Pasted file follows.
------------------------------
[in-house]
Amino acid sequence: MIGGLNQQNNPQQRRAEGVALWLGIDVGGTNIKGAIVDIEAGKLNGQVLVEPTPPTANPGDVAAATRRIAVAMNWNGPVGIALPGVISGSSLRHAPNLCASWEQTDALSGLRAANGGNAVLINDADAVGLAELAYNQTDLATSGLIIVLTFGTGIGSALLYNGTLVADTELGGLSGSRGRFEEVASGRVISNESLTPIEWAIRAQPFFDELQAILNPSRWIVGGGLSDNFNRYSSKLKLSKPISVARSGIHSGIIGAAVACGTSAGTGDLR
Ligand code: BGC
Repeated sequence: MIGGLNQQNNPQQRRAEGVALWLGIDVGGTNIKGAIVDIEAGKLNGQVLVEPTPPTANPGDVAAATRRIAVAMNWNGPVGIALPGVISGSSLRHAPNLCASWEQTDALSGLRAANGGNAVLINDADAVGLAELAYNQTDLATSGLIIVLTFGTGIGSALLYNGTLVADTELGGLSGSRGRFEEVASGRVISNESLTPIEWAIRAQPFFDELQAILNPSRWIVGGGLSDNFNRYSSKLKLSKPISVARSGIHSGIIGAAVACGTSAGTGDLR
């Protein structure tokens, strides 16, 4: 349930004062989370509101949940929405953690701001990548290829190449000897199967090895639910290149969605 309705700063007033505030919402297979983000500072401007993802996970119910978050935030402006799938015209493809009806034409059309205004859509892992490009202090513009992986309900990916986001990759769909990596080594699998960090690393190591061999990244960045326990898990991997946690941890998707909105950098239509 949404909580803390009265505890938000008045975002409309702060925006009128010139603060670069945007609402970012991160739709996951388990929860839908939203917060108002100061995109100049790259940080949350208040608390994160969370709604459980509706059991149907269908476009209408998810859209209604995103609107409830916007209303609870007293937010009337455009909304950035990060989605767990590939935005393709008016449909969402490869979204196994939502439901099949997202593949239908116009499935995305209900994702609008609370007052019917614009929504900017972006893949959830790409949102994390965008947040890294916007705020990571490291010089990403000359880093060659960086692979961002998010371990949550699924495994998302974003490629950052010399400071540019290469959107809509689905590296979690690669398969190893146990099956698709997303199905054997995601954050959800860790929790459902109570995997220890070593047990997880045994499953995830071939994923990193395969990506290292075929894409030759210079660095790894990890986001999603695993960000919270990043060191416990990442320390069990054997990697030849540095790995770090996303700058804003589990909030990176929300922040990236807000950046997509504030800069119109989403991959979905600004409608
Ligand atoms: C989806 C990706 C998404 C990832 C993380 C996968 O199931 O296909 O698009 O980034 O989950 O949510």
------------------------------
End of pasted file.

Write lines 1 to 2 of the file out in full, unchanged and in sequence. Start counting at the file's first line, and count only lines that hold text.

[in-house]
Amino acid sequence: MIGGLNQQNNPQQRRAEGVALWLGIDVGGTNIKGAIVDIEAGKLNGQVLVEPTPPTANPGDVAAATRRIAVAMNWNGPVGIALPGVISGSSLRHAPNLCASWEQTDALSGLRAANGGNAVLINDADAVGLAELAYNQTDLATSGLIIVLTFGTGIGSALLYNGTLVADTELGGLSGSRGRFEEVASGRVISNESLTPIEWAIRAQPFFDELQAILNPSRWIVGGGLSDNFNRYSSKLKLSKPISVARSGIHSGIIGAAVACGTSAGTGDLR